The German government sharply rejected on Friday allegations before the UN’s top court that Israel is committing “genocide” in Gaza and warned against “political instrumentalization” of the charge, as it announced it would intervene as a third party before the International Court of Justice.
Government spokesman Steffen Hebestreit said in a statement that Israel was “defending itself” after the “inhuman” onslaught by Hamas on October 7.
He said Germany would intervene as a third party before the International Court of Justice under an article allowing states to seek clarification on the use of a multilateral convention.
The move allows Germany to present its own case to the court that Israel has not infringed the genocide convention and has not committed or intended to commit genocide.
Germany is not claiming to be legally impacted by South Africa’s case and therefore it does not require the ICJ’s permission for third-party intervention.
As a signatory of the 1948 Genocide Convention, it has the right to join cases and put forward its arguments on the case. The convention was enacted in the wake of the mass murder of Jews in the Holocaust, and defines genocide as “acts committed with intent to destroy, in whole or in part, a national, ethnical, racial or religious group.”
Hebestreit stated that Germany “intends to intervene as a third party in the main hearing,” suggesting Berlin will intrude in South Africa’s primary case against Israel in which the court could take years to decide whether or not Israel has violated the Genocide Convention.
Accordingly, the move does not appear to influence this week’s proceedings — hearings where South Africa has requested an interim injunction from the court compelling Israel to implement a ceasefire. A decision on that more immediate matter is expected within one month.
“In light of German history and the crimes against humanity of the Shoah, the German government is particularly committed to the [UN] Genocide Convention,” signed in 1948 in the wake of the Holocaust, Hebestreit said.
He said the Convention marked a “central instrument” under international law to prevent another Holocaust.
For this reason, he said, “we stand firmly against a political instrumentalization” of the Convention.
Hebestreit acknowledged diverging views in the international community on Israel’s military operation against Hamas in Gaza.
“However the German government decisively and expressly rejects the accusation of genocide brought against Israel before the International Court of Justice,” he said.
“The accusation has no basis in fact,” he said.
The Prime Minister’s Office said Prime Minister Benjamin Netanyhau had spoken with German Chancellor Olaf Scholz and thanked him for Berlin’s decision.
“Your stance and Germany’s stance on the side of the truth moves all the citizens of Israel,” Netanyahu told Scholz, according to the PMO.
“The blood libel, which is full of hypocrisy and malice, must not be allowed to prevail over the moral principles shared by our two countries and the entire civilized world,” Netanyahu said.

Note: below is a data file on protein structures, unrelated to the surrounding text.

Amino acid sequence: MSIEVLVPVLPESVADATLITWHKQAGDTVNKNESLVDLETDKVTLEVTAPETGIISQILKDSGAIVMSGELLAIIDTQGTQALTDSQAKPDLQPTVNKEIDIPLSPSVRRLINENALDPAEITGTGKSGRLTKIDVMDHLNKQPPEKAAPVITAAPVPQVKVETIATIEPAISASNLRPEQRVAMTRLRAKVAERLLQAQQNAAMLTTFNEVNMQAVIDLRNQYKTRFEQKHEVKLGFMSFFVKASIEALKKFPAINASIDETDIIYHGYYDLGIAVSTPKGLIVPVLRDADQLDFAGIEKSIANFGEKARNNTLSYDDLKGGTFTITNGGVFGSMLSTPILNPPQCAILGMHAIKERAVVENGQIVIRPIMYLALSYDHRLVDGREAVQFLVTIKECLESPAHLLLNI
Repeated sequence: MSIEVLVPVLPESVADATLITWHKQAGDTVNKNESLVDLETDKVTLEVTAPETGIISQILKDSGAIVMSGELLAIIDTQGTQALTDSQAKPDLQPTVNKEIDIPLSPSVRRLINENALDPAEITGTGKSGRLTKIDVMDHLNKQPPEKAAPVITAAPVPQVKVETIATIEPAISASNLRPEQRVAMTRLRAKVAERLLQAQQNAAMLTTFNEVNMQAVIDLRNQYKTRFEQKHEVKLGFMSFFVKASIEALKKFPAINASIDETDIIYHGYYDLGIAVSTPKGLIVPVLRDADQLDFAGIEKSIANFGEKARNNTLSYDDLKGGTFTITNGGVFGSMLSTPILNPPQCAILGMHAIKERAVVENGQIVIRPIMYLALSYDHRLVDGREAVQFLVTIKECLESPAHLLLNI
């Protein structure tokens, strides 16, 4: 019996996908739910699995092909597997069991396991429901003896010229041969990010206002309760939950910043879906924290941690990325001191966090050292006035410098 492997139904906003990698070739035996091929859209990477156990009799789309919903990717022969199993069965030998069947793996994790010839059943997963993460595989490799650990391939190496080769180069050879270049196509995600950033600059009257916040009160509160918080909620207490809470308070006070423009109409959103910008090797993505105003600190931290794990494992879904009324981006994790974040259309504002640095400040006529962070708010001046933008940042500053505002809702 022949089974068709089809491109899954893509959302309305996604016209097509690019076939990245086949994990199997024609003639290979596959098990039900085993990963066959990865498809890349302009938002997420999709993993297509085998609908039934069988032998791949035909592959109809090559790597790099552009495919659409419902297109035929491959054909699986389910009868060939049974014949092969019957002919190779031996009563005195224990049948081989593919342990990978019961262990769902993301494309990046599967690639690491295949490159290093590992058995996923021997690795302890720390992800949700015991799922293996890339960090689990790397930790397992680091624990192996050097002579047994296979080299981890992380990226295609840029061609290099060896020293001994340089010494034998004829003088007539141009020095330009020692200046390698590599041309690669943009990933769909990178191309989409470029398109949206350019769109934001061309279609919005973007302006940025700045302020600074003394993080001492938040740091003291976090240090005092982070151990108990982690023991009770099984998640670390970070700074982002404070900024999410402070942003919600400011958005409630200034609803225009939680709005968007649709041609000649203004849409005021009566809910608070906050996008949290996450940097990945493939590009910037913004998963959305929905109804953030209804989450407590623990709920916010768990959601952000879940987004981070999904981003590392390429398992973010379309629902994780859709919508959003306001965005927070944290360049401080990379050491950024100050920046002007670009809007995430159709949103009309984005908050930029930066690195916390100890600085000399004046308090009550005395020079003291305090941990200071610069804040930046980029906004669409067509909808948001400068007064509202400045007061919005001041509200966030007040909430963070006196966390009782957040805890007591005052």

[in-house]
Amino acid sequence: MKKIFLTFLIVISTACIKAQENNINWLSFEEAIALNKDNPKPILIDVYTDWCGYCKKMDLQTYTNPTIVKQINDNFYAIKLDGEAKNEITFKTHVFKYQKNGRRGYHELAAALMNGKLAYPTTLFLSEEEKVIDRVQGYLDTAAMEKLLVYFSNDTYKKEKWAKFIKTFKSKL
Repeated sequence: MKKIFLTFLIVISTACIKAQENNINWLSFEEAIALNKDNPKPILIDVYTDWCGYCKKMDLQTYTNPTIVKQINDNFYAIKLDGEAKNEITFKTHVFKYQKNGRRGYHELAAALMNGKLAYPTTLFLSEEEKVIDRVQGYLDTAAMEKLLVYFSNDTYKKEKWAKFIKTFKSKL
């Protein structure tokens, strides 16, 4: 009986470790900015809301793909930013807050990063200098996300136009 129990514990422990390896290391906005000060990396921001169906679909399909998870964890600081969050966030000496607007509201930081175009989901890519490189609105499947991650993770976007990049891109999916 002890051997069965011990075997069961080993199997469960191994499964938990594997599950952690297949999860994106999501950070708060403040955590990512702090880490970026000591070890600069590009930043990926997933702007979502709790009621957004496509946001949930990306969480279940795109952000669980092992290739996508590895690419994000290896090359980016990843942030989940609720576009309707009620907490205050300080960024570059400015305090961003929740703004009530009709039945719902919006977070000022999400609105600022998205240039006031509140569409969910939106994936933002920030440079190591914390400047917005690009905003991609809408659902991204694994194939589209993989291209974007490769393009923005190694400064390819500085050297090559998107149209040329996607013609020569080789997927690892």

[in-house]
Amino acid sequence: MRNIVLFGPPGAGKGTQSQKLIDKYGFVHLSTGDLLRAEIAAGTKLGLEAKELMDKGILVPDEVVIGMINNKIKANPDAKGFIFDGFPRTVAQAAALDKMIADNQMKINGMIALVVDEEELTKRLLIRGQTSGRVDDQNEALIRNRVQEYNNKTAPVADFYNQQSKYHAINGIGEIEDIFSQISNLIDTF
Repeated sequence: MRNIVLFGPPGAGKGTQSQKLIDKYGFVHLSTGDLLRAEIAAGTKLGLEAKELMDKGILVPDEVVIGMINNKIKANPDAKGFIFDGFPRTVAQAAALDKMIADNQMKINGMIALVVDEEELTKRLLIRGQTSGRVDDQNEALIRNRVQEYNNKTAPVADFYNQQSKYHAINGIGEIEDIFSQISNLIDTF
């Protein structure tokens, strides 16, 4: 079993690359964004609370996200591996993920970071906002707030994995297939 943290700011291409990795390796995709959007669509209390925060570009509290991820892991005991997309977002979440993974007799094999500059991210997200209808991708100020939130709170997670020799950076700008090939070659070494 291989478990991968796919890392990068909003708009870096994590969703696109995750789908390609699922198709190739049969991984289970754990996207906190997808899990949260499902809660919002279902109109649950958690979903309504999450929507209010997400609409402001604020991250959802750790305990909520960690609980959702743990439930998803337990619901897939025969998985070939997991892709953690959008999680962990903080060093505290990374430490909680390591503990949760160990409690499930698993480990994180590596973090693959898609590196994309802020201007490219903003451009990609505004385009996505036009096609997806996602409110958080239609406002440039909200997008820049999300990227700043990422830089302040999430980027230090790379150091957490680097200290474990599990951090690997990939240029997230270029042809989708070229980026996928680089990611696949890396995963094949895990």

Scholz was the first of a number of Western leaders who made solidarity visits in the days after the October 7 onslaught.
Scholz said at the time that his country “has only one place” during the hard times in which the Jewish state finds itself, “and that is alongside Israel.” He also stated that Israel has the right and obligation under international law to protect its civilians.
Earlier Friday, Israel’s legal team in The Hague attacked the fundamental claims of South Africa’s genocide allegations in the International Court of Justice, and punched holes in the accusations that Israel’s state organs have genocidal intent against the Palestinians in Gaza during the current conflict with Hamas.
Israel’s six legal representatives asserted that the ICJ has no jurisdiction over the complaints brought by South Africa since they relate to the laws of armed conflict, not genocide; argued that “random” inflammatory comments of Israeli politicians did not reflect policy determined in the state bodies making war policy; and insisted that the widespread harm to Palestinian civilians during the war was a result of Hamas’s massive use of civilian infrastructure for military purposes, and not genocidal acts.
They also underlined in depth the steps Israel has taken to warn civilians to evacuate from Israel Defense Forces operational areas and to provide humanitarian assistance to Palestinian civilians, including facilitating the establishment of field hospitals in Gaza to aid Gazans and mitigate harm to them.
The war was triggered by the October 7 Hamas-led massacre, when some 3,000 terrorists burst across the border by land, air and sea, killing some 1,200 people and seizing over 240 hostages of all ages.
Vowing to destroy the terror group after the devastating assault, Israel launched a wide-scale military campaign in Gaza, which the Hamas-run health ministry has said killed over 23,000 people since. These figures cannot be independently verified, and are believed to include both civilians and Hamas members killed in Gaza, including as a consequence of terror groups’ own rocket misfires. The IDF says it has killed over 8,500 operatives in Gaza, in addition to some 1,000 terrorists inside Israel on October 7.